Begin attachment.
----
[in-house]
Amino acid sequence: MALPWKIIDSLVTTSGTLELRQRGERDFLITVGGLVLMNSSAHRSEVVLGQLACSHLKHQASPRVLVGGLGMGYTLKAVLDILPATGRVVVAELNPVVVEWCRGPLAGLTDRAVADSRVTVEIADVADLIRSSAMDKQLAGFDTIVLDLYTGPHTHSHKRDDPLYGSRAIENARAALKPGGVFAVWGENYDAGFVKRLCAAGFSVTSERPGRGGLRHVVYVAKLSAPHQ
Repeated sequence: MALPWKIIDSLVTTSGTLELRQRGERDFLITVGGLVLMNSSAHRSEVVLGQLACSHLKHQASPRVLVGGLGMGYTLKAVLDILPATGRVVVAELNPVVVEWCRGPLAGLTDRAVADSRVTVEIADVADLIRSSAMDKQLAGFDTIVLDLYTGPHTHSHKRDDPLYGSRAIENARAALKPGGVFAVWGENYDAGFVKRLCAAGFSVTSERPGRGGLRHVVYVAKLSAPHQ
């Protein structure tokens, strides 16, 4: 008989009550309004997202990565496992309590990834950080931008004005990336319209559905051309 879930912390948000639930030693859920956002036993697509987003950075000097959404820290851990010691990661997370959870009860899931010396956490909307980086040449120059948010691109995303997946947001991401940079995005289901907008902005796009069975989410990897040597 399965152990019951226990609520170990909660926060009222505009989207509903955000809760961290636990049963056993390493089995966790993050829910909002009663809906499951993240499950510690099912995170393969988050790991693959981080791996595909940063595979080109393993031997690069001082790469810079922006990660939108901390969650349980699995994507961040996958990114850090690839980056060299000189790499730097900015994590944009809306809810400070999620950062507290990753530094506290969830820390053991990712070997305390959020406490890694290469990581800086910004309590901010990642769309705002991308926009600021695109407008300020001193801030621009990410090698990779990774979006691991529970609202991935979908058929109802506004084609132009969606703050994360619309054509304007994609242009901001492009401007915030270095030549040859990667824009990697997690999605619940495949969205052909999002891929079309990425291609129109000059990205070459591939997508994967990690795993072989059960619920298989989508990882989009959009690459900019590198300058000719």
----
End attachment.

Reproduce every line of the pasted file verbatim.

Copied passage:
[in-house]
Amino acid sequence: MALPWKIIDSLVTTSGTLELRQRGERDFLITVGGLVLMNSSAHRSEVVLGQLACSHLKHQASPRVLVGGLGMGYTLKAVLDILPATGRVVVAELNPVVVEWCRGPLAGLTDRAVADSRVTVEIADVADLIRSSAMDKQLAGFDTIVLDLYTGPHTHSHKRDDPLYGSRAIENARAALKPGGVFAVWGENYDAGFVKRLCAAGFSVTSERPGRGGLRHVVYVAKLSAPHQ
Repeated sequence: MALPWKIIDSLVTTSGTLELRQRGERDFLITVGGLVLMNSSAHRSEVVLGQLACSHLKHQASPRVLVGGLGMGYTLKAVLDILPATGRVVVAELNPVVVEWCRGPLAGLTDRAVADSRVTVEIADVADLIRSSAMDKQLAGFDTIVLDLYTGPHTHSHKRDDPLYGSRAIENARAALKPGGVFAVWGENYDAGFVKRLCAAGFSVTSERPGRGGLRHVVYVAKLSAPHQ
């Protein structure tokens, strides 16, 4: 008989009550309004997202990565496992309590990834950080931008004005990336319209559905051309 879930912390948000639930030693859920956002036993697509987003950075000097959404820290851990010691990661997370959870009860899931010396956490909307980086040449120059948010691109995303997946947001991401940079995005289901907008902005796009069975989410990897040597 399965152990019951226990609520170990909660926060009222505009989207509903955000809760961290636990049963056993390493089995966790993050829910909002009663809906499951993240499950510690099912995170393969988050790991693959981080791996595909940063595979080109393993031997690069001082790469810079922006990660939108901390969650349980699995994507961040996958990114850090690839980056060299000189790499730097900015994590944009809306809810400070999620950062507290990753530094506290969830820390053991990712070997305390959020406490890694290469990581800086910004309590901010990642769309705002991308926009600021695109407008300020001193801030621009990410090698990779990774979006691991529970609202991935979908058929109802506004084609132009969606703050994360619309054509304007994609242009901001492009401007915030270095030549040859990667824009990697997690999605619940495949969205052909999002891929079309990425291609129109000059990205070459591939997508994967990690795993072989059960619920298989989508990882989009959009690459900019590198300058000719």